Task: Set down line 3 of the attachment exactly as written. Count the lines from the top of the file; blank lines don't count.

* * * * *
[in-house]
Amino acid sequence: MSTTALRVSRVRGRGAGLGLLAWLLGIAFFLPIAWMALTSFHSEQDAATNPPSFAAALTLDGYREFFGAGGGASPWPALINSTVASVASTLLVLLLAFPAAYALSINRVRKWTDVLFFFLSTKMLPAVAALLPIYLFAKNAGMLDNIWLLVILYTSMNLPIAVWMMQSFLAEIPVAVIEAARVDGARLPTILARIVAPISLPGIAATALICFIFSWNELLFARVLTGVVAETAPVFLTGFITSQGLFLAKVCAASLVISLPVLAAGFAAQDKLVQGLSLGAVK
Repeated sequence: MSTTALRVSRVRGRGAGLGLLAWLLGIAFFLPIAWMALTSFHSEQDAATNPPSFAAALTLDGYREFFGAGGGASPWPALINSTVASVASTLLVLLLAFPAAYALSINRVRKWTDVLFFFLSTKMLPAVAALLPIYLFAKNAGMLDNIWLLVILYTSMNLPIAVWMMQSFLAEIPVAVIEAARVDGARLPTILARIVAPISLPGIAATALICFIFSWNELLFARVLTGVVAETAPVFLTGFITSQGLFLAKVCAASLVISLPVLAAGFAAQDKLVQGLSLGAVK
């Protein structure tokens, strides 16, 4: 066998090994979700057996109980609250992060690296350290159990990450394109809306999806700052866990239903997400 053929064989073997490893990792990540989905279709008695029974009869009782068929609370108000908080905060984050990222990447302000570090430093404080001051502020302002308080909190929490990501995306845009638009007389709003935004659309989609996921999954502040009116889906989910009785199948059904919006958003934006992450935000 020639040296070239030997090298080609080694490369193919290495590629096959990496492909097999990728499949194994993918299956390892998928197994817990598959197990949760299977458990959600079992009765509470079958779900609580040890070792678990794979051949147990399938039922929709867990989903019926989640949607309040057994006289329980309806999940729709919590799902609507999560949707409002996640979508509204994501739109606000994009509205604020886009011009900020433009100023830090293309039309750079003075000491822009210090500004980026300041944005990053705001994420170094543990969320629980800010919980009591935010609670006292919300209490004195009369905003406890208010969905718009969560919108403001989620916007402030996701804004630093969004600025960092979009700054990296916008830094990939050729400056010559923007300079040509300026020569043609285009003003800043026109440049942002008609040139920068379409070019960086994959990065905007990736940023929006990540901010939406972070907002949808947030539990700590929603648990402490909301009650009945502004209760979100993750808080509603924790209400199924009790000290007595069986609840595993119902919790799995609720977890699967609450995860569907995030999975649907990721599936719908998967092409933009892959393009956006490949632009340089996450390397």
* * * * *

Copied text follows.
Repeated sequence: MSTTALRVSRVRGRGAGLGLLAWLLGIAFFLPIAWMALTSFHSEQDAATNPPSFAAALTLDGYREFFGAGGGASPWPALINSTVASVASTLLVLLLAFPAAYALSINRVRKWTDVLFFFLSTKMLPAVAALLPIYLFAKNAGMLDNIWLLVILYTSMNLPIAVWMMQSFLAEIPVAVIEAARVDGARLPTILARIVAPISLPGIAATALICFIFSWNELLFARVLTGVVAETAPVFLTGFITSQGLFLAKVCAASLVISLPVLAAGFAAQDKLVQGLSLGAVK